The extreme 2017 Atlantic hurricane season made a lot of people take notice. However, what about that other Atlantic cyclone, the North Easter? If you think these wintertime Atlantic storms are getting worse and more frequent, you are right. And if you believe climate change may be part of it, well, most climate scientists will agree with you.
What is a North Easter?
“What is nor easter?” you might ask.
A North Easter, or nor’ easter, as some call it, is an Atlantic cyclone, similar to a hurricane. The name comes from the direction of the storm’s strongest winds. As the storm makes landfall, the winds tend to be spinning northeast to southwest. The name actually covers a couple of different kinds of storms. Some bring rain, others bring snow and all bring high winds, waves, and destruction.
How is it Different from a Hurricane?
Because a North Easter is a kind of cyclone, people sometimes confuse them with other types of cyclones, like hurricanes. But the North Easter is different in several fundamental ways. Here’s how.
Nor’easters are cold core low-pressure systems. That means that they get their power from the contrast between cold air temperatures and warmer water surface temperatures. Hurricanes are warm core low-pressure systems. They get their power from warm temperatures. Many believe that climate change may be making both kinds of storms more intense. Air temperatures in sub-polar northern areas are getting colder, while air temperatures in southern climes are getting warmer. In addition, sea surface temperatures are rising everywhere. These things give additional fuel to the different kinds of cyclones that occur in each area.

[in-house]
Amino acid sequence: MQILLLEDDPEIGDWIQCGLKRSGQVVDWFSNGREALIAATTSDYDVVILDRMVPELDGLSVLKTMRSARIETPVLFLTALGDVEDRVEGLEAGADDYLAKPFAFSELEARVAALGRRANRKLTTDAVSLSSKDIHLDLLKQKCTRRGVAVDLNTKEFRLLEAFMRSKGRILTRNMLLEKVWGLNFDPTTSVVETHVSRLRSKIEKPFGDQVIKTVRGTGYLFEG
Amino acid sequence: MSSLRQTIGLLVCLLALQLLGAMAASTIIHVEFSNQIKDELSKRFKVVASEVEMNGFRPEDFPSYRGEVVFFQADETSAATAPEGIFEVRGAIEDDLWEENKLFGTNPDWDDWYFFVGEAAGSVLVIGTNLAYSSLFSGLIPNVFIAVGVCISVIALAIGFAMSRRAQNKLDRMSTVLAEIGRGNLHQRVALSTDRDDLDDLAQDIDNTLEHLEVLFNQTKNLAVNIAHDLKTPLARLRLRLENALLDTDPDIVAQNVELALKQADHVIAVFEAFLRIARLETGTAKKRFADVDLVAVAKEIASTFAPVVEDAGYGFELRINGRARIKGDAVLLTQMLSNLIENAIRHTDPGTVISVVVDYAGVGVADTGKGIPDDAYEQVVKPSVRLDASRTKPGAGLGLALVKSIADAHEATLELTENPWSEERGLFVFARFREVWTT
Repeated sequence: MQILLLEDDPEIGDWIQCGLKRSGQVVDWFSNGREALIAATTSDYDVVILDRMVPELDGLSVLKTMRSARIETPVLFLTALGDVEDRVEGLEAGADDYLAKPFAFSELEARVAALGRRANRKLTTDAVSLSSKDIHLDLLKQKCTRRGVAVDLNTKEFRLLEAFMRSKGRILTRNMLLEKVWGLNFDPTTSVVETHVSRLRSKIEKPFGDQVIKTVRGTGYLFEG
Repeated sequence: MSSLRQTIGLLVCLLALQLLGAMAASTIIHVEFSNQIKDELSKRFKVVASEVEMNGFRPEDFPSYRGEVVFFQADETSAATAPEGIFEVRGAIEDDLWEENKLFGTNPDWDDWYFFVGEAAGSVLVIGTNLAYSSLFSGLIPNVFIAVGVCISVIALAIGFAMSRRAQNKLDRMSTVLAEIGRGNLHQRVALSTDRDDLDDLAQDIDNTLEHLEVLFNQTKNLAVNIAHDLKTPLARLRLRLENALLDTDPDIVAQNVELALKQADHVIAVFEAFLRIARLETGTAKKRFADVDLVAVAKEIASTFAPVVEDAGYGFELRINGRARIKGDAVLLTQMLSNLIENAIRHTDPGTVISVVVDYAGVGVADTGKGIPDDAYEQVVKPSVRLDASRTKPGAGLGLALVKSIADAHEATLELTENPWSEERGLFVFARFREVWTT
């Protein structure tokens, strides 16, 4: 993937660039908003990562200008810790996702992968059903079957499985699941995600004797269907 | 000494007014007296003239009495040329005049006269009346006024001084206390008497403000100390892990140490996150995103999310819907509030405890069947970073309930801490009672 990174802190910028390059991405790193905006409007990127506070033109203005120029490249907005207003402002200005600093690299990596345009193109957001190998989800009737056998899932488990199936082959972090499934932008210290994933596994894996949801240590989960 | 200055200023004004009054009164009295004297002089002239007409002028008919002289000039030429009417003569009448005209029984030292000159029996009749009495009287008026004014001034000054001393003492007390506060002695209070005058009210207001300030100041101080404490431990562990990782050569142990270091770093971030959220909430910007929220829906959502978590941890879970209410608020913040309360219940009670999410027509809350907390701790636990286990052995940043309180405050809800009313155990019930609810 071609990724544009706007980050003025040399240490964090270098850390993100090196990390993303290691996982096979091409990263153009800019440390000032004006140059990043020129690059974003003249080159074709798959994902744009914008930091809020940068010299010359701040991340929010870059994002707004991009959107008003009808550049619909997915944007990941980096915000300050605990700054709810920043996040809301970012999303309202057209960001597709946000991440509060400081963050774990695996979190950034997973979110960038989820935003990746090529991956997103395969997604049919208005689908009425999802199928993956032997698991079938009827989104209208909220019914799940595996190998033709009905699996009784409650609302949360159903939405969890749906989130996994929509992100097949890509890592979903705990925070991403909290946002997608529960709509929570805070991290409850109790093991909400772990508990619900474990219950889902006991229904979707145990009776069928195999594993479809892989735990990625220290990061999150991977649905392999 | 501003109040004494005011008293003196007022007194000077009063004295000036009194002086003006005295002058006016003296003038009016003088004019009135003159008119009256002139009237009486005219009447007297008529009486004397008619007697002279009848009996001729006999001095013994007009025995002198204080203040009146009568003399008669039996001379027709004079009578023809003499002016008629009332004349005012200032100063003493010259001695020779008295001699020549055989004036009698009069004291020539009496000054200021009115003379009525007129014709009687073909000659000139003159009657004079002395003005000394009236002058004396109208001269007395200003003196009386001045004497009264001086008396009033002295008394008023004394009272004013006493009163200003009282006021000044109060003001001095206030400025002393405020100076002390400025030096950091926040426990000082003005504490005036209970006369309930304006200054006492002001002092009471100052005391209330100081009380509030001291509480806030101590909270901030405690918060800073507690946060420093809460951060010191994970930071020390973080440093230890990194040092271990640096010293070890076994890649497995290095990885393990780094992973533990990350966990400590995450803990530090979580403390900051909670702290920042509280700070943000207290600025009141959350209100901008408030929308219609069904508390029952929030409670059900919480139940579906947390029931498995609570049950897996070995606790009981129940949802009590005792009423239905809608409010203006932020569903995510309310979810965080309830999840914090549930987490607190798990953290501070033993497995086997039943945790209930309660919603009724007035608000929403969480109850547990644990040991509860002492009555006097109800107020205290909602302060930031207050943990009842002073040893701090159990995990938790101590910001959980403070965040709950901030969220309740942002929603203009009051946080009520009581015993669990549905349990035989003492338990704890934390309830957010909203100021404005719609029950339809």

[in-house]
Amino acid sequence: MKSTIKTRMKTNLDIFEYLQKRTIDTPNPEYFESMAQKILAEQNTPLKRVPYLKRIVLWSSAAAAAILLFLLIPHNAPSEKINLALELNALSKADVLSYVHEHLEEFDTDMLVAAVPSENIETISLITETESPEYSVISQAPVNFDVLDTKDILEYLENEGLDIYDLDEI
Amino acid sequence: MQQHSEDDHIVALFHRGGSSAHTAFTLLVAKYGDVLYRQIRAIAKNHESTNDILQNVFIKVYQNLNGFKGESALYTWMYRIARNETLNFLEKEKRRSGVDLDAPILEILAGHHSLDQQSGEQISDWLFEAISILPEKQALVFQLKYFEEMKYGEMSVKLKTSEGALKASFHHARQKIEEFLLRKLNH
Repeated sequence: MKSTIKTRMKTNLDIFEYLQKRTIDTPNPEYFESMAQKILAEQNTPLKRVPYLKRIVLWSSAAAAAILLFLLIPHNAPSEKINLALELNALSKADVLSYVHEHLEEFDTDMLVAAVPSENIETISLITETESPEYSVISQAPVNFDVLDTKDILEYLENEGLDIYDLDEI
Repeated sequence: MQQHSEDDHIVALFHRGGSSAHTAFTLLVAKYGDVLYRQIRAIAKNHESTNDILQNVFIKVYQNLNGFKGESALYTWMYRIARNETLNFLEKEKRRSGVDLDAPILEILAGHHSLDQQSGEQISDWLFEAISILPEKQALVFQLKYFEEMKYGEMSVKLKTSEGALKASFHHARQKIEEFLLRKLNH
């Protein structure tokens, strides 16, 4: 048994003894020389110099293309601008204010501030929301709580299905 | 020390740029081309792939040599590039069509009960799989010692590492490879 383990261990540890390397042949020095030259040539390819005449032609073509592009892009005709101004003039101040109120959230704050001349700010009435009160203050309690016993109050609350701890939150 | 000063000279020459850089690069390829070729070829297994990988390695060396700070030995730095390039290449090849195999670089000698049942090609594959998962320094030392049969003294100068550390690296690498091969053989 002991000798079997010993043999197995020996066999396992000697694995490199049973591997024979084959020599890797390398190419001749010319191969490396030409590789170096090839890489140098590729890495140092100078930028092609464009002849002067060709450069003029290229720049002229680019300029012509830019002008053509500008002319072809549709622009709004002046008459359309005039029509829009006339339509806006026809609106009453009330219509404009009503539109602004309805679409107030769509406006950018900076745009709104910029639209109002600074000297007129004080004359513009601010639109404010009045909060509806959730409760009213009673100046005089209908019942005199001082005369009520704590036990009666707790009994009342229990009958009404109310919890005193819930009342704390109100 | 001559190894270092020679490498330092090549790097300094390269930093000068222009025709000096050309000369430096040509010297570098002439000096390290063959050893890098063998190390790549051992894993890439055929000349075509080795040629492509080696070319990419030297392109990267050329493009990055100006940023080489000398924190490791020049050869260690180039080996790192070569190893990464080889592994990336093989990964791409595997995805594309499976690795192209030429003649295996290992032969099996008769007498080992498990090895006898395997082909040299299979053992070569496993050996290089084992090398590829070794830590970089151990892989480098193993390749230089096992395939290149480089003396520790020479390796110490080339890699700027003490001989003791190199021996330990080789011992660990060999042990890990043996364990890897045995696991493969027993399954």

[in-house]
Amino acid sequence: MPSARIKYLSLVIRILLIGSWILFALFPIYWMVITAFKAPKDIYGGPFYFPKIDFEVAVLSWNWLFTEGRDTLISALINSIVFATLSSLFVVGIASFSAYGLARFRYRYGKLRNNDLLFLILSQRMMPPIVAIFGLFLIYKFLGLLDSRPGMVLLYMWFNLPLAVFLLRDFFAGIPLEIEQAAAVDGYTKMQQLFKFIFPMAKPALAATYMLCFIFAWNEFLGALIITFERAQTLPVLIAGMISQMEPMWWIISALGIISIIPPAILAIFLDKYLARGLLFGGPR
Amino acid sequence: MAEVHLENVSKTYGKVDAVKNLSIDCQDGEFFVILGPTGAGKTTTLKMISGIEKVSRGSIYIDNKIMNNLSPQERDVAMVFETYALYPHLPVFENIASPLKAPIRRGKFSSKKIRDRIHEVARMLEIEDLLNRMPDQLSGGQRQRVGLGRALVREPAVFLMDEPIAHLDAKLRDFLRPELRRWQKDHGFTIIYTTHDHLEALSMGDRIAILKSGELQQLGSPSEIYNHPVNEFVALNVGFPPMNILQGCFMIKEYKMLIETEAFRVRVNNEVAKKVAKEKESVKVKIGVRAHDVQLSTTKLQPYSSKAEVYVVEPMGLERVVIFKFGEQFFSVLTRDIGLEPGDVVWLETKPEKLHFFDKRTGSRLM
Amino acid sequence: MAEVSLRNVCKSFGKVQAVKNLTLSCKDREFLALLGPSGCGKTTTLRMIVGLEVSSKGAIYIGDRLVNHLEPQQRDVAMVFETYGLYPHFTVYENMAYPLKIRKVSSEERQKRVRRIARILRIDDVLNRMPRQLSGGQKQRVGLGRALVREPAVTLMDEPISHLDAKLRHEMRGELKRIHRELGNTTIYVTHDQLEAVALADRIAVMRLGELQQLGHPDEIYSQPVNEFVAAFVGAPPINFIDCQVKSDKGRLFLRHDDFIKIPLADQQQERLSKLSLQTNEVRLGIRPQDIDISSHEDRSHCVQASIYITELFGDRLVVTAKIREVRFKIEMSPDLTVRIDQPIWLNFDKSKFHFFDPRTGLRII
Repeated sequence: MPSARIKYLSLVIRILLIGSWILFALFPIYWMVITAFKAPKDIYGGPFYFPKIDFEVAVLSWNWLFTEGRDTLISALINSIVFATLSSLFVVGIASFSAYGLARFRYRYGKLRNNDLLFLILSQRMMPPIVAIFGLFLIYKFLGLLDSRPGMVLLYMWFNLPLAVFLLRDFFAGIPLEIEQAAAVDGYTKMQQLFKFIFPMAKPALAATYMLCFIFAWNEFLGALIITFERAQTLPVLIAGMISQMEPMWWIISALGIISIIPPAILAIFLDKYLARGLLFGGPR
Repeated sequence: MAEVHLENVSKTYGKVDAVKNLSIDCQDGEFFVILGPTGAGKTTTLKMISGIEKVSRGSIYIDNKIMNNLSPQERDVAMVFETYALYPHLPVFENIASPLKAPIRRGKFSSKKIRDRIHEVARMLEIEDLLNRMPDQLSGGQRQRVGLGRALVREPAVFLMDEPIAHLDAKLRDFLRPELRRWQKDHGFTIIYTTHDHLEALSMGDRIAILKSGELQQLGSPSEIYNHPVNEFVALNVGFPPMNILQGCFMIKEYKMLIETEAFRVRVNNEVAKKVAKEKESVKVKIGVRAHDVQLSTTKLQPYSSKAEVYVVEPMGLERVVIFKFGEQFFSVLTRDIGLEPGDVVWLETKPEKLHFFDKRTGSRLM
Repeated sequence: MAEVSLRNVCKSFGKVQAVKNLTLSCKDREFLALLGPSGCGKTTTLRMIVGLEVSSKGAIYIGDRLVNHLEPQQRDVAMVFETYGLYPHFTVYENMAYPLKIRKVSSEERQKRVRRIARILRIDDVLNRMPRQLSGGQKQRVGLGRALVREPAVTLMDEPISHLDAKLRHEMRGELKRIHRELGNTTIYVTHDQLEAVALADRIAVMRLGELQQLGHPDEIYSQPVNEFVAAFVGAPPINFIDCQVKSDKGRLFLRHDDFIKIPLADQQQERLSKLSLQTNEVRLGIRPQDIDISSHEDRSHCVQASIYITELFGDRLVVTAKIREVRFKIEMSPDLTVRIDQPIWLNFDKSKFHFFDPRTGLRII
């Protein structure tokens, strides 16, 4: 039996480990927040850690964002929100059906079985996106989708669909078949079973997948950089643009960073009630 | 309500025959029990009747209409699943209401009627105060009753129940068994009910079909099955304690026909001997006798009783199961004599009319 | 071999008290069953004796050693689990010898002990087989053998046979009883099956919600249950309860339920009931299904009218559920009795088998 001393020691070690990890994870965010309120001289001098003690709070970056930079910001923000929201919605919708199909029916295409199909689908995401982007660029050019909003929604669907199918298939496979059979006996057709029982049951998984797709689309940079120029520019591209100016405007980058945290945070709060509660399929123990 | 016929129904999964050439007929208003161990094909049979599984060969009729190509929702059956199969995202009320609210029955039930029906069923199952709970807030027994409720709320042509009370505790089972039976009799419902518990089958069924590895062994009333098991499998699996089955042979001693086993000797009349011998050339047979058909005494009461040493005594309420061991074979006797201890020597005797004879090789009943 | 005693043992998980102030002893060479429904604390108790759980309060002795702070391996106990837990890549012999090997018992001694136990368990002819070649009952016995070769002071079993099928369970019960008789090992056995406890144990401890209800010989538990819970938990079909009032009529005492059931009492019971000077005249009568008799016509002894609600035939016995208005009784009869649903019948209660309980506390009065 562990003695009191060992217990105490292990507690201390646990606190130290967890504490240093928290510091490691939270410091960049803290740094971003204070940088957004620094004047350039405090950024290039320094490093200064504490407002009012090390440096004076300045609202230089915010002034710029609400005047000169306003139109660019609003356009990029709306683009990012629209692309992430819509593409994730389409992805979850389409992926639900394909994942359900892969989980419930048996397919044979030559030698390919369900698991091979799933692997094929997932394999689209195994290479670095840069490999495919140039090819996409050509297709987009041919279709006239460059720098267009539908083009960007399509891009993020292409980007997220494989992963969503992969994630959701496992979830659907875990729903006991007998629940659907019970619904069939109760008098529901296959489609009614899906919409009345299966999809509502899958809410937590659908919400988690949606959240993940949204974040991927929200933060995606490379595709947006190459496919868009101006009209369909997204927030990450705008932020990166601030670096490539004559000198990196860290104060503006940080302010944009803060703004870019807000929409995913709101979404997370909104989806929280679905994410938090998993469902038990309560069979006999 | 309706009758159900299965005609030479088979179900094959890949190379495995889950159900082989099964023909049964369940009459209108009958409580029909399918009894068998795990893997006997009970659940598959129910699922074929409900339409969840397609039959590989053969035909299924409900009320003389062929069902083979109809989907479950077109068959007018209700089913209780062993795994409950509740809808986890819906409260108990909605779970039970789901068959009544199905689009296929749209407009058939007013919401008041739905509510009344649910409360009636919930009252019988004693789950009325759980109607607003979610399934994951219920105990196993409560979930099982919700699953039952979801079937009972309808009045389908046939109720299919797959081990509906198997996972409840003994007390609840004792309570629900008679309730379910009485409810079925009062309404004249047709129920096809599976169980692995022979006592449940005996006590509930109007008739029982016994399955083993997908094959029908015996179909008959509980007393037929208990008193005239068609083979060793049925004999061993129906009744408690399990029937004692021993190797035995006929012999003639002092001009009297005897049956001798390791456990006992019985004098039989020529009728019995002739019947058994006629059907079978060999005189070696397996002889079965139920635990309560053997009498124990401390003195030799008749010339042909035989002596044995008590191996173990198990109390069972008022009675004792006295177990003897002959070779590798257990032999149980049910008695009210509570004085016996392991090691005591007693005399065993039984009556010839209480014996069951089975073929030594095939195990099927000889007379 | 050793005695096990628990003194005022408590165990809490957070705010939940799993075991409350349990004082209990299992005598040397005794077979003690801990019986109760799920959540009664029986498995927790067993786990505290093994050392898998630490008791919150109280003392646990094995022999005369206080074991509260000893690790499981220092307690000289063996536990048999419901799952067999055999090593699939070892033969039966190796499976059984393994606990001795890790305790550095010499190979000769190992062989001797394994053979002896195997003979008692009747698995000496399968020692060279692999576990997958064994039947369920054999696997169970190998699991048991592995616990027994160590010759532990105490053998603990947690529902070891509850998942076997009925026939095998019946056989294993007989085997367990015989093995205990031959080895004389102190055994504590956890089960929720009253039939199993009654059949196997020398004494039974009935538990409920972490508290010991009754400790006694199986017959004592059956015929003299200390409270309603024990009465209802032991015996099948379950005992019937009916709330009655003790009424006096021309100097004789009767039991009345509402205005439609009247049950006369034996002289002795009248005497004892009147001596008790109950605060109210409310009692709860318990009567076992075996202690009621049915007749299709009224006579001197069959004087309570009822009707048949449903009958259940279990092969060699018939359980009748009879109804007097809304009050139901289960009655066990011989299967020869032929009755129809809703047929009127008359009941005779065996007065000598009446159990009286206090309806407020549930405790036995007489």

The Nor Easter season is October through March. It is a wintertime storm. Hurricane season comes earlier: June through November, peaking in September. Although Nor’easters are cyclones like hurricanes, it’s not uncommon for them to dump massive amounts of snow, as well as rain, depending on the time of year.